noun, plural (especially collectively) mar·lin, (especially referring to two or more kinds or species) mar·lins.
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Origin of marlin
Words nearby marlin
Definition for marlin (2 of 2)
Example sentences from the Web for marlin
“Wait…” Suddenly a huge, graceful black marlin leaps out of the water, sending a shower of water ten feet high.
I was out, maybe in the Great Barrier Reef catching black marlin.
He likes when the sun glances off it from the top, because it looks like the black marlin.
One more word about the mineral water industry in Marlin, Texas, and I was about to scream.
The dedication of State Department diplomats such as Marlin Hardinger—on his fourth year in Lashkar Gah—is breathtaking.What the Frontier of Afghanistan Tells Us About the War|John Kael Weston|May 11, 2013|DAILY BEAST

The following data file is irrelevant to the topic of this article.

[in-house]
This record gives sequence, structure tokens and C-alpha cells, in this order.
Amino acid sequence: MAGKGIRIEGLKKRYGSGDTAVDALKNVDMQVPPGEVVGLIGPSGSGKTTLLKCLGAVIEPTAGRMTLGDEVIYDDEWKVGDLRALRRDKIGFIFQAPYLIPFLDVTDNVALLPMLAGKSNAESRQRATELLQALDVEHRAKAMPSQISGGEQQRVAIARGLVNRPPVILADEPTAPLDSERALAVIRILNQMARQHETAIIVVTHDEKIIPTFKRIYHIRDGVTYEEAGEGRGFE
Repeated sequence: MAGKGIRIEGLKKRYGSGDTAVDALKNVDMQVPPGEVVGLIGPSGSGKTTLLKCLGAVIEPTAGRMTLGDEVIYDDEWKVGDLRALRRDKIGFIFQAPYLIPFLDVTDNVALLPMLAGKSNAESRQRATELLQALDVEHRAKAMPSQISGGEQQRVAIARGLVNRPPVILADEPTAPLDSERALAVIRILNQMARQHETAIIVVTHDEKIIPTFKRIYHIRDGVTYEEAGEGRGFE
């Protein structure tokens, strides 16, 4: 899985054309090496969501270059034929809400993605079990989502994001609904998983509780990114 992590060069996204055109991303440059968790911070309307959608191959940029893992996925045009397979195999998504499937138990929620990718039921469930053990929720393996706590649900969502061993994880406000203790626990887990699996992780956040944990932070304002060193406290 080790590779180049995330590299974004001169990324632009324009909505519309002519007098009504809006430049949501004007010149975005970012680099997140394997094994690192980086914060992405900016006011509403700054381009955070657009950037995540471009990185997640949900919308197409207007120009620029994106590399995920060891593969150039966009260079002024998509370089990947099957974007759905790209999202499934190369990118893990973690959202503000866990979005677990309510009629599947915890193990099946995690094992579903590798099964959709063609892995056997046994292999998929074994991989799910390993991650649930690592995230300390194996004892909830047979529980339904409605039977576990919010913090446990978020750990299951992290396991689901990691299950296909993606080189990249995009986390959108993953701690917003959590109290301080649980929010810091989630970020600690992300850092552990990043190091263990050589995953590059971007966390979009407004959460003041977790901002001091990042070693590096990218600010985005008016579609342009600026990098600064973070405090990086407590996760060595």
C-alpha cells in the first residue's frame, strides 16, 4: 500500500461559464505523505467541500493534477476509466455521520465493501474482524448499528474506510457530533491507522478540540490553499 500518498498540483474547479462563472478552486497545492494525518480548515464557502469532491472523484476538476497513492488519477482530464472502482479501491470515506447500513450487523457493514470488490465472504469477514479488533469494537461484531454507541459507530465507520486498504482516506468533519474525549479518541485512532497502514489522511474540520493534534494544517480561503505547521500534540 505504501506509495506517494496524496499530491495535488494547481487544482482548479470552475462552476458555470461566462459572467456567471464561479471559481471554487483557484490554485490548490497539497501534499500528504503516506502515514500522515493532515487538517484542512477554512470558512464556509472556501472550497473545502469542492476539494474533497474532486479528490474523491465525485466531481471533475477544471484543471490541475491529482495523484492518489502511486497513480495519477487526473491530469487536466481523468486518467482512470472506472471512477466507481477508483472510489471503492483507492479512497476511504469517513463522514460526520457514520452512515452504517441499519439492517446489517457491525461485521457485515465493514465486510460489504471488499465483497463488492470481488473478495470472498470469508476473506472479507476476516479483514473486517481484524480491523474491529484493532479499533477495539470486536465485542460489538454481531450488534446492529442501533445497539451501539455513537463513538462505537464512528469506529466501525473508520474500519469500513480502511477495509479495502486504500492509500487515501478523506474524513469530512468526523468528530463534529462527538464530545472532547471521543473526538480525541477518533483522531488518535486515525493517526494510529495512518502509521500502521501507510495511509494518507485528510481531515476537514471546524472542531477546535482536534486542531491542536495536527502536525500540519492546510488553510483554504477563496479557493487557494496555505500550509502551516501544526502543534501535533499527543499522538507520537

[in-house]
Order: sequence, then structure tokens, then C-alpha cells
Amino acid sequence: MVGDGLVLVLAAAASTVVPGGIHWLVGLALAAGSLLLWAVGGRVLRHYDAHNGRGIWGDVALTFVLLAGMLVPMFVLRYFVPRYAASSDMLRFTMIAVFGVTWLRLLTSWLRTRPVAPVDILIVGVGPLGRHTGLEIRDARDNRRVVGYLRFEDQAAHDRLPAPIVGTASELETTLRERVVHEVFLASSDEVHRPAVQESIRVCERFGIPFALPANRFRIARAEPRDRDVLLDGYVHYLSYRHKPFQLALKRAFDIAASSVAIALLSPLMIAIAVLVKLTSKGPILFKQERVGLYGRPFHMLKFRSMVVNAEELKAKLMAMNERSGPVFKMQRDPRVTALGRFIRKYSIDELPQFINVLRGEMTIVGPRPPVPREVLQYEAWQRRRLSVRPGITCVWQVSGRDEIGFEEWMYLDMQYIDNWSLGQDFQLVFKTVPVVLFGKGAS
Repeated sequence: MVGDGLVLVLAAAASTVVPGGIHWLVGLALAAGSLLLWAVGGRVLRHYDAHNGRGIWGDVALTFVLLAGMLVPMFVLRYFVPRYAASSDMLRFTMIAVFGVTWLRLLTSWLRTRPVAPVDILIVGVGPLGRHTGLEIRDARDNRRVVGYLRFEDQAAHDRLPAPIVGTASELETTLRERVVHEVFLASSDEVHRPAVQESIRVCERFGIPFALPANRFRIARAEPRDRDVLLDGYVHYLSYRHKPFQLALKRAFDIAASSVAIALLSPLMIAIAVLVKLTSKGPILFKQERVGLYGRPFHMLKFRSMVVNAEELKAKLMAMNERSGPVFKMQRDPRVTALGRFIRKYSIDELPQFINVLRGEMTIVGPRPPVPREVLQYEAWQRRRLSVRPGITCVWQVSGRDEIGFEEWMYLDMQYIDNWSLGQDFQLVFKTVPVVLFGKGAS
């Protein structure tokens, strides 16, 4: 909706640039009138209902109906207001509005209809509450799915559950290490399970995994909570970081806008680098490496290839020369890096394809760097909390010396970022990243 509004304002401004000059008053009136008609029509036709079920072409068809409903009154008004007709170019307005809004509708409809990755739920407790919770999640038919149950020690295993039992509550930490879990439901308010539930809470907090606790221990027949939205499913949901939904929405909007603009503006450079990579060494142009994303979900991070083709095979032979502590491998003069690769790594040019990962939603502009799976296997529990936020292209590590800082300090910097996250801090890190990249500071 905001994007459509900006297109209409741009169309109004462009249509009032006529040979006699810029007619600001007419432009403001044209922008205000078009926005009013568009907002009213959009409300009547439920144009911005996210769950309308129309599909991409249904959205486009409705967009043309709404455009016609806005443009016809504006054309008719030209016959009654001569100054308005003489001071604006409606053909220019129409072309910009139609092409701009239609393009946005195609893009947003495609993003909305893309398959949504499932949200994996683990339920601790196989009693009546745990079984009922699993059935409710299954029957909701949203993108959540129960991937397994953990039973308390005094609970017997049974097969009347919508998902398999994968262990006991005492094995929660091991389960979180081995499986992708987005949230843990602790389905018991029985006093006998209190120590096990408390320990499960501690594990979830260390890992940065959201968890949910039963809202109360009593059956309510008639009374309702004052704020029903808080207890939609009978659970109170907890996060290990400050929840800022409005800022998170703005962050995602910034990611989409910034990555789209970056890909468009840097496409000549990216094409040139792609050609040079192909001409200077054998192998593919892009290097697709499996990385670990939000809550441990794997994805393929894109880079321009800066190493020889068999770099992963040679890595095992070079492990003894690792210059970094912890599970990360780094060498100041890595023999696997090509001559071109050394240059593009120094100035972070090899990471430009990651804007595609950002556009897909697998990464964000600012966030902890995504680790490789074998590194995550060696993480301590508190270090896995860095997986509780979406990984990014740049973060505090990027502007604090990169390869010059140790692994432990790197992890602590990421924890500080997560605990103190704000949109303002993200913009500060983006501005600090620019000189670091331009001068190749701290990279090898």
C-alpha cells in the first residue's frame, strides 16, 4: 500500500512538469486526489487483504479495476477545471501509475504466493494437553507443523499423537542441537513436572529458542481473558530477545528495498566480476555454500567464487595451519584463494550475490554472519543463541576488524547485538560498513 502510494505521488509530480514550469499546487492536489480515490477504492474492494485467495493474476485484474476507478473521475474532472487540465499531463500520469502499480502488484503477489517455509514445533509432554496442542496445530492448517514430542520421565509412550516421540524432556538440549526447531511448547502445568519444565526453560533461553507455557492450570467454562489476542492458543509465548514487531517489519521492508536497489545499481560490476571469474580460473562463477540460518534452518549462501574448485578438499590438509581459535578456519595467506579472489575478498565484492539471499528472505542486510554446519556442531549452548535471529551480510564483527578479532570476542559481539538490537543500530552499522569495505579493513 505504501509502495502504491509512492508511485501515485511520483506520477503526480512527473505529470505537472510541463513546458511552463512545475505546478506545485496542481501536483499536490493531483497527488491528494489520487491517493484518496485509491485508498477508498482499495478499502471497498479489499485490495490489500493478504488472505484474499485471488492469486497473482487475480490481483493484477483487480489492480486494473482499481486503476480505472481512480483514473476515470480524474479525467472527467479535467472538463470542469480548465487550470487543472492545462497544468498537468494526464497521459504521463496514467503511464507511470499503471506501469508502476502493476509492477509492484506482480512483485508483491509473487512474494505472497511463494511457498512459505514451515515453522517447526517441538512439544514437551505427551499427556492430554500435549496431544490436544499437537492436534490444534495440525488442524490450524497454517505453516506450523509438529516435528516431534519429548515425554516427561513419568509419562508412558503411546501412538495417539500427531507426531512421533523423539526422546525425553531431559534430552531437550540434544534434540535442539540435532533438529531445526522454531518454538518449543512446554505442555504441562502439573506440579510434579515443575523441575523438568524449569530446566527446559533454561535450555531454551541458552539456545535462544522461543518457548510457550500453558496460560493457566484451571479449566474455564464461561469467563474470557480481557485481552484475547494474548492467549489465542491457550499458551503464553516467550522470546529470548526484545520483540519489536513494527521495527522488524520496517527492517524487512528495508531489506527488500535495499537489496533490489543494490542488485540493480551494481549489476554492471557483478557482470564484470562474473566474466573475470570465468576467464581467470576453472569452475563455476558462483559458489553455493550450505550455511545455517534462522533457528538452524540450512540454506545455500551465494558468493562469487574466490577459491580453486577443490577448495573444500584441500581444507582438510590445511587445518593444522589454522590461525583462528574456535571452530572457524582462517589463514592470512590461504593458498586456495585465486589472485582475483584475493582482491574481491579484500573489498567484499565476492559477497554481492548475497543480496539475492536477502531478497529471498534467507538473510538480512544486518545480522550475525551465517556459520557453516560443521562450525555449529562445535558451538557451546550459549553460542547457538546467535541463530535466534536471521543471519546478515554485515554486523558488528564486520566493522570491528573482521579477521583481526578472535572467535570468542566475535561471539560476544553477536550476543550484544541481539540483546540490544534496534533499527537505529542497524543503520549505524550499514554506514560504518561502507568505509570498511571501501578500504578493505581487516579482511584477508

The fish resembled a small marlin in shape, but it looked as if its sides had been painted by an abstract artist.What Rough Beast?|Jefferson Highe
Jordde suddenly seized up a marlin pin, raised it, and shouted at Urson, "Get down below before I break your skull open."
Jordde's marlin made an inch of splinters in the length of wood against which he had been leaning.
It was a fierce effort to free the hook, a leap not beautiful and graceful, like that of the Marlin, but magnificent and dogged.
We had learned the last few days that broadbills will strike when not on the surface, just as Marlin swordfish do.